Script Ohio will be performed on the ice during the first intermission of the Friday night game in Value City Arena, and Saturday night will serve as Senior Night for nine members of the Buckeye squad.
What cannot be guaranteed, however, are goals from the home team. The Buckeyes have scored only 10 in the last seven games, going 1-6 in that span while falling all the way to ninth in the 11-team Central Collegiate Hockey Association.
Though head coach Mark Osiecki has lauded his team's defensive play, there's little doubting the Buckeyes need to put a few more pucks in the net to move up in the standings.
"Our next step is to try to find a way to get to the back of the net and try to find a way to get to the front of the net," Osiecki said. "If we do those things combined with how we've been playing, good things will happen."
In that seven-game span, the top line of seniors Sergio Somma, John Albert and Peter Boyd has been the main bright spot offensively. Somma leads the team with 16 tallies, while Albert tops the chart with 21 assists and Boyd is tied for third with 24 points.
Those three – who are also on the team's top power-play line – have combined for five goals over the last seven games, leaving the rest of the forward group with four goals in that span.
"I think they have to follow the example led by Sergio, Peter Boyd and Johnny," Osiecki said. "Certainly, we need some secondary scoring."
There have been some notable goal-less streaks hurting the offense. Danny Dries – who sits second on the team with 13 goals – is without a goal in seven games. He has also spent time lining up as a defenseman because of injuries and was held out of one game because of a violation of team rules, and Osiecki said the off-the-ice problems might have affected Dries' game.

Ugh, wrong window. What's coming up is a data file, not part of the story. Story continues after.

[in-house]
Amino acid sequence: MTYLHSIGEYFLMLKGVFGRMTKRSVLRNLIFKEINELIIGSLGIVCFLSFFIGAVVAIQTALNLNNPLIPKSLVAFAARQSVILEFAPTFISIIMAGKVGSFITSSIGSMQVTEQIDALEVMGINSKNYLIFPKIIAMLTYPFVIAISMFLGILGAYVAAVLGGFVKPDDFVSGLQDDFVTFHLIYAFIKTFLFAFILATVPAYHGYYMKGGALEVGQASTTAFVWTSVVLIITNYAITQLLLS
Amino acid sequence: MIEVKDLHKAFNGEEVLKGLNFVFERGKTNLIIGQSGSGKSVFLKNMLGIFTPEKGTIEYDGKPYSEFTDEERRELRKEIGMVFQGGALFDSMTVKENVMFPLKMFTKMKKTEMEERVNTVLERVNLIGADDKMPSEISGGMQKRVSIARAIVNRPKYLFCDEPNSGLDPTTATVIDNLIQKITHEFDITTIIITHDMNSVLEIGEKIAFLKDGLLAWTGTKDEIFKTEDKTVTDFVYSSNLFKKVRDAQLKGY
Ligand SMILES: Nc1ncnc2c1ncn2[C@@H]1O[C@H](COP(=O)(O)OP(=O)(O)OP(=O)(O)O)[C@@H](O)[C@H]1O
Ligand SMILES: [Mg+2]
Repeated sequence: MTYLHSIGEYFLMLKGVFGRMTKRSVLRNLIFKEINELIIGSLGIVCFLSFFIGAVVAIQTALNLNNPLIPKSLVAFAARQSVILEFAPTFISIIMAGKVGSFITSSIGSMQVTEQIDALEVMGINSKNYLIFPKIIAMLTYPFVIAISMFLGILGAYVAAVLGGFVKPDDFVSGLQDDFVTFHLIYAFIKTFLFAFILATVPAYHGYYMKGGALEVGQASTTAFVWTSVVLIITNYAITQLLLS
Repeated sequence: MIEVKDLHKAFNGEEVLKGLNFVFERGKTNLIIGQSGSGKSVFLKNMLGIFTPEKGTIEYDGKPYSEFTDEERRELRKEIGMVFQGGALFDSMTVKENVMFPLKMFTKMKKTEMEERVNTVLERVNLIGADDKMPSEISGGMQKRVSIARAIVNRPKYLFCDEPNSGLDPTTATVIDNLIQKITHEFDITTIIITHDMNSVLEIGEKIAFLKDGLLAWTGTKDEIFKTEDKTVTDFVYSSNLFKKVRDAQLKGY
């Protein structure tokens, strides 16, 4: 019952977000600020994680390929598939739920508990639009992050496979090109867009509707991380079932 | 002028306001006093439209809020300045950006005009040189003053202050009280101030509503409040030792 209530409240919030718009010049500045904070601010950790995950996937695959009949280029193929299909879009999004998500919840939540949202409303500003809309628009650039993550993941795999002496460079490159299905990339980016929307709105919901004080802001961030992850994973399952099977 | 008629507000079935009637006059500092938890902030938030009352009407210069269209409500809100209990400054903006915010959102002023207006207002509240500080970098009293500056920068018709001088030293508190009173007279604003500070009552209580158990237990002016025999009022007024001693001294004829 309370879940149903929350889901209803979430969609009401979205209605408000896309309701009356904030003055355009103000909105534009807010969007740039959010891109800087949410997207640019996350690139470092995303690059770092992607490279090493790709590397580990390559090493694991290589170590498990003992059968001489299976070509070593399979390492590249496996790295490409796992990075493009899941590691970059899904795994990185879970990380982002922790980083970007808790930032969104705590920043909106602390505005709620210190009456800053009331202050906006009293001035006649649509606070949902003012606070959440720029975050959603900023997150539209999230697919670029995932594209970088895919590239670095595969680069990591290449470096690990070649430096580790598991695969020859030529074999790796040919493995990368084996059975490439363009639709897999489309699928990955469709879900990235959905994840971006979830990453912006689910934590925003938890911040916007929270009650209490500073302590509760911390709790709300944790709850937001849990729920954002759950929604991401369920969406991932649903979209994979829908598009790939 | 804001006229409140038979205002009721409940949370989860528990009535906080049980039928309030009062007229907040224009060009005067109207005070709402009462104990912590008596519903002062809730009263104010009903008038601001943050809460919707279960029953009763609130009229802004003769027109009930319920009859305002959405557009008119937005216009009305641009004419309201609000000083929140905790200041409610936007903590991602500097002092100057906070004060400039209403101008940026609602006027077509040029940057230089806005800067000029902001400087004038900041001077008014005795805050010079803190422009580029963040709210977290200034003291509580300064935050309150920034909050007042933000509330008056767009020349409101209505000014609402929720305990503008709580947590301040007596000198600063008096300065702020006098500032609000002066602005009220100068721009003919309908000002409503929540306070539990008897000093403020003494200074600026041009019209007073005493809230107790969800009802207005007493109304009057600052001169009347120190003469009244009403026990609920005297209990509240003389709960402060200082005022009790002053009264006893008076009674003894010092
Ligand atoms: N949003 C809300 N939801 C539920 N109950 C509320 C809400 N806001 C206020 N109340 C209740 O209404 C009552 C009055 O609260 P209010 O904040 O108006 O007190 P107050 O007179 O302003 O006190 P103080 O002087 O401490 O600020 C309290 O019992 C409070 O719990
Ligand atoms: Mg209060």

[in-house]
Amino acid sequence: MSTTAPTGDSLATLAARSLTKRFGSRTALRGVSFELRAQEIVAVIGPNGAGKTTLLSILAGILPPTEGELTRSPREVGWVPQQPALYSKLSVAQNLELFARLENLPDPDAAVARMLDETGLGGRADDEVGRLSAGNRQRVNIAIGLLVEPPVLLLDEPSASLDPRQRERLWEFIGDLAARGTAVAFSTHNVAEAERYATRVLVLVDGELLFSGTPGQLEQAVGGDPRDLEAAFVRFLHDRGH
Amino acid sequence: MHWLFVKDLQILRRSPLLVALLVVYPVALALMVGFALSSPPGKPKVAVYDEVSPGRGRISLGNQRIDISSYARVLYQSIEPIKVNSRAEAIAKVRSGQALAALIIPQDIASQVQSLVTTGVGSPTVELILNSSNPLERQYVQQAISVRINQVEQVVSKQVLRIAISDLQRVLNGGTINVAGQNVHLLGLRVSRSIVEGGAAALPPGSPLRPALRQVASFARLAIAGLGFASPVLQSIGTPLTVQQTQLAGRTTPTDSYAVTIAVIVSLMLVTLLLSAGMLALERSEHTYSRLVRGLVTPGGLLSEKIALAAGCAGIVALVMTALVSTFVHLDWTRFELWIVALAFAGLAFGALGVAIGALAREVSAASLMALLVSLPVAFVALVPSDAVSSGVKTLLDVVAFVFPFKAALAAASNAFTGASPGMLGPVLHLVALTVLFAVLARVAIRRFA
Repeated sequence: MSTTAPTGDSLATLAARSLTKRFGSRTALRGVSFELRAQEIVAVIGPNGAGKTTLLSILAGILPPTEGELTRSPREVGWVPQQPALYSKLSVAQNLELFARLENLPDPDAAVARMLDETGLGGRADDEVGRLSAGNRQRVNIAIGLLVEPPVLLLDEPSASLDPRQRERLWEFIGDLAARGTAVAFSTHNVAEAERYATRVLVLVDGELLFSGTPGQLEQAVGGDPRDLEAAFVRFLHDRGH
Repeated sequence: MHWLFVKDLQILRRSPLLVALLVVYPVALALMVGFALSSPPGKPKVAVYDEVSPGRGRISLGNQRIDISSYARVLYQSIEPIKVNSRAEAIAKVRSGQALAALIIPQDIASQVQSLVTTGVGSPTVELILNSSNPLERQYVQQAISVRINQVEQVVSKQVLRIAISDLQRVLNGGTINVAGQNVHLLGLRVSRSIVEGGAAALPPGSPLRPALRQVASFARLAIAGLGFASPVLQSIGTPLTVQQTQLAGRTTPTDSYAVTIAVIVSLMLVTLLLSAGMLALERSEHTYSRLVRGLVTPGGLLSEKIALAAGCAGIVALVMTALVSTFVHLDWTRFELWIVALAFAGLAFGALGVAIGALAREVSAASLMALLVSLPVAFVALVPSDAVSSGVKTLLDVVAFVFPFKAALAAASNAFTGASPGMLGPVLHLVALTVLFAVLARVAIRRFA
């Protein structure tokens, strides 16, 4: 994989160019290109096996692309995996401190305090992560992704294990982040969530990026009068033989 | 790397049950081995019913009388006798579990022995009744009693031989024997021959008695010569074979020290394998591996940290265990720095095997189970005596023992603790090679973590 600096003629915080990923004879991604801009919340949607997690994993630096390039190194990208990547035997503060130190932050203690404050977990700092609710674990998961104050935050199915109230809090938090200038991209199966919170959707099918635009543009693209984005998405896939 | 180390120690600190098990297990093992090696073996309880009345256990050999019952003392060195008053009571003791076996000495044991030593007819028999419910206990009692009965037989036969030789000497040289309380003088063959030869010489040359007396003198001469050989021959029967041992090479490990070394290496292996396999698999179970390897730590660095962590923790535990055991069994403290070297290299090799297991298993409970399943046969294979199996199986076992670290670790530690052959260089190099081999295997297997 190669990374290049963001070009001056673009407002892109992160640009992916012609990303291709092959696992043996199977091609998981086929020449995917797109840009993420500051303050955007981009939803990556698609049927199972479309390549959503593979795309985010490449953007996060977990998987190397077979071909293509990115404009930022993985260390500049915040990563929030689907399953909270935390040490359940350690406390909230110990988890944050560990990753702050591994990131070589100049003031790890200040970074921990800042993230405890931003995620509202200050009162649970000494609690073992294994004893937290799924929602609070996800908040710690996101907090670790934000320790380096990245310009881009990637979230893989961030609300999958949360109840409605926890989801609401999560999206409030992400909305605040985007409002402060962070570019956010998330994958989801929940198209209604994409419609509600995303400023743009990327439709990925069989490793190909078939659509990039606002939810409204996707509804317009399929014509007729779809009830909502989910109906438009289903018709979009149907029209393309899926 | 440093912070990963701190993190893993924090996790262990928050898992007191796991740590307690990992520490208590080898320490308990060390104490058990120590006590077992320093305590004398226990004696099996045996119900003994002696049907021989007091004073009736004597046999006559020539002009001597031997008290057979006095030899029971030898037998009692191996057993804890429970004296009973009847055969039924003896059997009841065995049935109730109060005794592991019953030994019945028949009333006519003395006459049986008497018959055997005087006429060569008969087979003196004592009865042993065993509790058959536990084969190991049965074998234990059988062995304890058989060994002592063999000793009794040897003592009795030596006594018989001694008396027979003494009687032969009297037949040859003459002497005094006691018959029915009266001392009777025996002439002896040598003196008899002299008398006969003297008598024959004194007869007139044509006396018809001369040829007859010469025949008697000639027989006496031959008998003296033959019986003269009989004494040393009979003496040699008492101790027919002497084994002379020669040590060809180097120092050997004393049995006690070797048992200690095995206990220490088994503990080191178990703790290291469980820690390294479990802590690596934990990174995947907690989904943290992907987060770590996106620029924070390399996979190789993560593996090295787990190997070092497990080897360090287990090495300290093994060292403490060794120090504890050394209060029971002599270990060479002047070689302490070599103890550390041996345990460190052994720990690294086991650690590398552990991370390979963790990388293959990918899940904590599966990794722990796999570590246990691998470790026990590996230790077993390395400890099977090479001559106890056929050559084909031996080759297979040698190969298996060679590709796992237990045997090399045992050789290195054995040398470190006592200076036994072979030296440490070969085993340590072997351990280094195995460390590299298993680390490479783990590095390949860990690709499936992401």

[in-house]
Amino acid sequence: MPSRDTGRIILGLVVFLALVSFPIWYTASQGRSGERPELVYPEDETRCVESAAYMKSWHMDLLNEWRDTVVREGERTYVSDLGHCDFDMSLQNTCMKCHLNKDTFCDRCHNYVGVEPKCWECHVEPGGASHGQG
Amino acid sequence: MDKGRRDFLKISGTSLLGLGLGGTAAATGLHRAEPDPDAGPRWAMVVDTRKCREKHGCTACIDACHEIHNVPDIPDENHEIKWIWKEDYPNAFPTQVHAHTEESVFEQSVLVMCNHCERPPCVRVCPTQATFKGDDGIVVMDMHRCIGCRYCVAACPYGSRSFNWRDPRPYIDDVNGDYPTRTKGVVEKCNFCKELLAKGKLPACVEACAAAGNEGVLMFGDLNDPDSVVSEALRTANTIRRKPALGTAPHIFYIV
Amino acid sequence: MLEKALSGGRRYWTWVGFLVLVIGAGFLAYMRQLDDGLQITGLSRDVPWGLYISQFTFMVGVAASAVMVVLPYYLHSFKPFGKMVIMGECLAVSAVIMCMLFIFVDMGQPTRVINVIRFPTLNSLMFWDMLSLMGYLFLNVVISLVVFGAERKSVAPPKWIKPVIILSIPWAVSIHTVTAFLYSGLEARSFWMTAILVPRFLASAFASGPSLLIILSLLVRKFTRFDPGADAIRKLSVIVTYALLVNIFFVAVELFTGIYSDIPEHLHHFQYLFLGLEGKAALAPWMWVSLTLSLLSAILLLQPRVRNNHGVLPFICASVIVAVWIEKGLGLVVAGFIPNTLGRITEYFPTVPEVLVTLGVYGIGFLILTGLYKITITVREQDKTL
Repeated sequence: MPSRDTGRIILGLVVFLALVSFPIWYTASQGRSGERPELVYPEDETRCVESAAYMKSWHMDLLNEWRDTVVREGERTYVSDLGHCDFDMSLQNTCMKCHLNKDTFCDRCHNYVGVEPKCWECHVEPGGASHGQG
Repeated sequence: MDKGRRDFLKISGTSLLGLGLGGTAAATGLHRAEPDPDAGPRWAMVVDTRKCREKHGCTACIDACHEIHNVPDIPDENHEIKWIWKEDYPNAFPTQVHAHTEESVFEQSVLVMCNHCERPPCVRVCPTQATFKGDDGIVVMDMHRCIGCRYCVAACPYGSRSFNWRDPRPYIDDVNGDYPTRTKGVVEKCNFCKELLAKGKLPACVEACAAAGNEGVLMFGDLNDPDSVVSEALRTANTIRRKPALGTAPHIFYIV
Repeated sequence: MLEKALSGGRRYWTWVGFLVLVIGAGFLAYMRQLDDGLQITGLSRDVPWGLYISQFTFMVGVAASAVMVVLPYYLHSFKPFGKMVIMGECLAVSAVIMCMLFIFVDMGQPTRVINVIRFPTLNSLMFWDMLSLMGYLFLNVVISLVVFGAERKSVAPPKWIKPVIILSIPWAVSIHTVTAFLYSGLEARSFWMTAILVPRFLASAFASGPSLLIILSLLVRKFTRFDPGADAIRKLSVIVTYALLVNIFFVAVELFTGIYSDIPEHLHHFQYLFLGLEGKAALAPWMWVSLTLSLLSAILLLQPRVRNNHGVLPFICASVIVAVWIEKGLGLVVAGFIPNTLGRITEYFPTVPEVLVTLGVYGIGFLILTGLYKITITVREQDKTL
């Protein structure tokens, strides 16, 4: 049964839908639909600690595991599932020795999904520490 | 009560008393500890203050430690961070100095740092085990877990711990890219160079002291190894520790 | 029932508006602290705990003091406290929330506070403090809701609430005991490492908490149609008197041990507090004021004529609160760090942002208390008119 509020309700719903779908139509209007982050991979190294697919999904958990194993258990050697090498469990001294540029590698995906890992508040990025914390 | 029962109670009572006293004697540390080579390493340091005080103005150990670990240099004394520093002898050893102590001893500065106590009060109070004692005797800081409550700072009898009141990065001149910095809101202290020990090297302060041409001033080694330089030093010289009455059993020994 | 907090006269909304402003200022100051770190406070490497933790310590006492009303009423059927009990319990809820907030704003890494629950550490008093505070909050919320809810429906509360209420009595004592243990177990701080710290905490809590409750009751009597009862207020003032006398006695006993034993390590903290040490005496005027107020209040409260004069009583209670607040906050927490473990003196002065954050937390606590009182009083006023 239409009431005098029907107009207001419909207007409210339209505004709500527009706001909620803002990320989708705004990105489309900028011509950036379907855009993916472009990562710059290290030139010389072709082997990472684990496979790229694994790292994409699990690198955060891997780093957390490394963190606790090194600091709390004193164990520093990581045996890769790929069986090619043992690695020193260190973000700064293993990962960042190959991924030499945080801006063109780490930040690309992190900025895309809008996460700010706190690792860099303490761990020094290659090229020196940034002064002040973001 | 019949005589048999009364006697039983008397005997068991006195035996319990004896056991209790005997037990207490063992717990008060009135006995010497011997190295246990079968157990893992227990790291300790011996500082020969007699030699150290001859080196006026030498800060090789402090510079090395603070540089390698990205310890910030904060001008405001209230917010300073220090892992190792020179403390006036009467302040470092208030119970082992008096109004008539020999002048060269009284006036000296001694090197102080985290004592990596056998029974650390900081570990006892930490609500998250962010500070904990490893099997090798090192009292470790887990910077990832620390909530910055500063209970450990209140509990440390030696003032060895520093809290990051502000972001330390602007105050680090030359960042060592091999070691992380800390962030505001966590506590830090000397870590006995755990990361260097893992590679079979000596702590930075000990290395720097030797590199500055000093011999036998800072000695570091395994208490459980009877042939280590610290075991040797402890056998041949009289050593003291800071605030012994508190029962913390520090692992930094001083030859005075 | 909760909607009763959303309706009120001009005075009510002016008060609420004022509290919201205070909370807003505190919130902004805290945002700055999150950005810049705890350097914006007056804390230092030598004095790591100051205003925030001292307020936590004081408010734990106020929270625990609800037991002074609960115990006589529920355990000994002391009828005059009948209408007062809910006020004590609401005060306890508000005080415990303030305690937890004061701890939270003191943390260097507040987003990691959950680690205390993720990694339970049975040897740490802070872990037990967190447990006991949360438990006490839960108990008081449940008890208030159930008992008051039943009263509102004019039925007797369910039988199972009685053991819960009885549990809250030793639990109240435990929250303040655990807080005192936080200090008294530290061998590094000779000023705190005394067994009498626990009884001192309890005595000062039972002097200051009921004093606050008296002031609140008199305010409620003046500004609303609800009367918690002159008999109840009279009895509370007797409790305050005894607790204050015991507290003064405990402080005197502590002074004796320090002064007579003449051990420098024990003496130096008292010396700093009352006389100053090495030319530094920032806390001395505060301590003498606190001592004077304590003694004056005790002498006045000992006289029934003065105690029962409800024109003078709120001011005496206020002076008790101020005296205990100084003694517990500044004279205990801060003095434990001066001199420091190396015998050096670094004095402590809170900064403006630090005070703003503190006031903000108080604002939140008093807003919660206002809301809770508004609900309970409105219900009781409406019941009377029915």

In addition, senior center C.J. Severyn has only two goals in 12 games and is without an assist since Nov. 6. Alex Szczechura leads the team's freshmen with seven goals but only one has come in 2011. Senior winger Kyle Reed averaged more than seven goals in each of his first three seasons but is without a single tally this season.
"It's crazy," Reed said. "I think about it from time to time, obviously. It happens to the best of them. You talk to guys throughout their careers, whatever sport, you know there's slumps and the monkey on your back or however you want to put it. Sometimes it's just not there for you, but you can't dwell on it and be negative.
"You can get better in other areas of the game, and I feel like I've gotten better at the other areas of the game that I wasn't necessarily good at when I came here."
Ohio State also has only one goal from a defenseman in the new year, coming when Sims scored the lone tally of a Jan. 22 loss vs. Notre Dame. The senior has two markers on the year to lead the blue liners.
The Buckeyes are still fifth in the CCHA in scoring with 2.71 goals per game for the entire season, but this isn't the most purely talented of squads. In order to get the offense going down the stretch, Osiecki said the Buckeyes have to grind it out and get to the front of the net.
"You gotta have great will," Osiecki said. "You have to have a relentless part of your game that you're going to go to those dirty areas, the scoring areas. You have to have a tremendous will and work habits."